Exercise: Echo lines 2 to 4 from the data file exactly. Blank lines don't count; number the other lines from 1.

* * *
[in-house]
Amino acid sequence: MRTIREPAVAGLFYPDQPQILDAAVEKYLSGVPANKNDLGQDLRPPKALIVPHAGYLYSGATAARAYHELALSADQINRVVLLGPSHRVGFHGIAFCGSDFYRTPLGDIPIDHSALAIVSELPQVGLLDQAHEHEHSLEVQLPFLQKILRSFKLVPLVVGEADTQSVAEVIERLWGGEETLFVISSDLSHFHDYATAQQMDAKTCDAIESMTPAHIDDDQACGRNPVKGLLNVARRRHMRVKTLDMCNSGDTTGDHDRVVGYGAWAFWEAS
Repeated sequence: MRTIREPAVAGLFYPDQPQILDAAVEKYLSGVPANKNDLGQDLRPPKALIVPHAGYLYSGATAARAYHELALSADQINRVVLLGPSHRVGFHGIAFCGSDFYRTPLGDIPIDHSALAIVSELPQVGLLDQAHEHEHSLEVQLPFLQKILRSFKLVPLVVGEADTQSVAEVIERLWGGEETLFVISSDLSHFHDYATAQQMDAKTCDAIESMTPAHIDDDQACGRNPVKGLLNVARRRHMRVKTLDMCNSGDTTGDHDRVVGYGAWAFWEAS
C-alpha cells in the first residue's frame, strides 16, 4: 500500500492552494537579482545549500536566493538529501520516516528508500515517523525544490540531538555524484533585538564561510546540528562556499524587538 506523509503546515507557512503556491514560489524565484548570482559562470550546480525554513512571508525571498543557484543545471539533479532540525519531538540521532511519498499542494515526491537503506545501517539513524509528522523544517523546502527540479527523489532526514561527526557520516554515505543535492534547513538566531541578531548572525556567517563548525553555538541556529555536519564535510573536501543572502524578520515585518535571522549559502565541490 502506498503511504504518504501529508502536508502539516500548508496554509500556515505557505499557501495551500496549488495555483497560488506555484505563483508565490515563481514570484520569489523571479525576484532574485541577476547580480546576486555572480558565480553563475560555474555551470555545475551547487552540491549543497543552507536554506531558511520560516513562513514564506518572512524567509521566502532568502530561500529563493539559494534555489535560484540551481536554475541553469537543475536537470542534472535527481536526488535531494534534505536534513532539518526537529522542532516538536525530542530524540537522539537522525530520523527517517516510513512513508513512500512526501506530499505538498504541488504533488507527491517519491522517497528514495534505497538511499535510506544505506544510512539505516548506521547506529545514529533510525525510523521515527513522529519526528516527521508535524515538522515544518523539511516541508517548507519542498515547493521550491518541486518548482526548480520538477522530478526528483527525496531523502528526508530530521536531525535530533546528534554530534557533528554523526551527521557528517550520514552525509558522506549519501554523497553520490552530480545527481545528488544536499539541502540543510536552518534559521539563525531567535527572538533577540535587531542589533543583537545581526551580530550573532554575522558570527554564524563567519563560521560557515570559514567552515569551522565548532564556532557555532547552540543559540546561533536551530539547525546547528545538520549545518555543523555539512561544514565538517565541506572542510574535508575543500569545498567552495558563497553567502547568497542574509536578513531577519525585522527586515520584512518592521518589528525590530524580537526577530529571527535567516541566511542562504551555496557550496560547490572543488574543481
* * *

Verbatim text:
Amino acid sequence: MRTIREPAVAGLFYPDQPQILDAAVEKYLSGVPANKNDLGQDLRPPKALIVPHAGYLYSGATAARAYHELALSADQINRVVLLGPSHRVGFHGIAFCGSDFYRTPLGDIPIDHSALAIVSELPQVGLLDQAHEHEHSLEVQLPFLQKILRSFKLVPLVVGEADTQSVAEVIERLWGGEETLFVISSDLSHFHDYATAQQMDAKTCDAIESMTPAHIDDDQACGRNPVKGLLNVARRRHMRVKTLDMCNSGDTTGDHDRVVGYGAWAFWEAS
Repeated sequence: MRTIREPAVAGLFYPDQPQILDAAVEKYLSGVPANKNDLGQDLRPPKALIVPHAGYLYSGATAARAYHELALSADQINRVVLLGPSHRVGFHGIAFCGSDFYRTPLGDIPIDHSALAIVSELPQVGLLDQAHEHEHSLEVQLPFLQKILRSFKLVPLVVGEADTQSVAEVIERLWGGEETLFVISSDLSHFHDYATAQQMDAKTCDAIESMTPAHIDDDQACGRNPVKGLLNVARRRHMRVKTLDMCNSGDTTGDHDRVVGYGAWAFWEAS
C-alpha cells in the first residue's frame, strides 16, 4: 500500500492552494537579482545549500536566493538529501520516516528508500515517523525544490540531538555524484533585538564561510546540528562556499524587538 506523509503546515507557512503556491514560489524565484548570482559562470550546480525554513512571508525571498543557484543545471539533479532540525519531538540521532511519498499542494515526491537503506545501517539513524509528522523544517523546502527540479527523489532526514561527526557520516554515505543535492534547513538566531541578531548572525556567517563548525553555538541556529555536519564535510573536501543572502524578520515585518535571522549559502565541490 502506498503511504504518504501529508502536508502539516500548508496554509500556515505557505499557501495551500496549488495555483497560488506555484505563483508565490515563481514570484520569489523571479525576484532574485541577476547580480546576486555572480558565480553563475560555474555551470555545475551547487552540491549543497543552507536554506531558511520560516513562513514564506518572512524567509521566502532568502530561500529563493539559494534555489535560484540551481536554475541553469537543475536537470542534472535527481536526488535531494534534505536534513532539518526537529522542532516538536525530542530524540537522539537522525530520523527517517516510513512513508513512500512526501506530499505538498504541488504533488507527491517519491522517497528514495534505497538511499535510506544505506544510512539505516548506521547506529545514529533510525525510523521515527513522529519526528516527521508535524515538522515544518523539511516541508517548507519542498515547493521550491518541486518548482526548480520538477522530478526528483527525496531523502528526508530530521536531525535530533546528534554530534557533528554523526551527521557528517550520514552525509558522506549519501554523497553520490552530480545527481545528488544536499539541502540543510536552518534559521539563525531567535527572538533577540535587531542589533543583537545581526551580530550573532554575522558570527554564524563567519563560521560557515570559514567552515569551522565548532564556532557555532547552540543559540546561533536551530539547525546547528545538520549545518555543523555539512561544514565538517565541506572542510574535508575543500569545498567552495558563497553567502547568497542574509536578513531577519525585522527586515520584512518592521518589528525590530524580537526577530529571527535567516541566511542562504551555496557550496560547490572543488574543481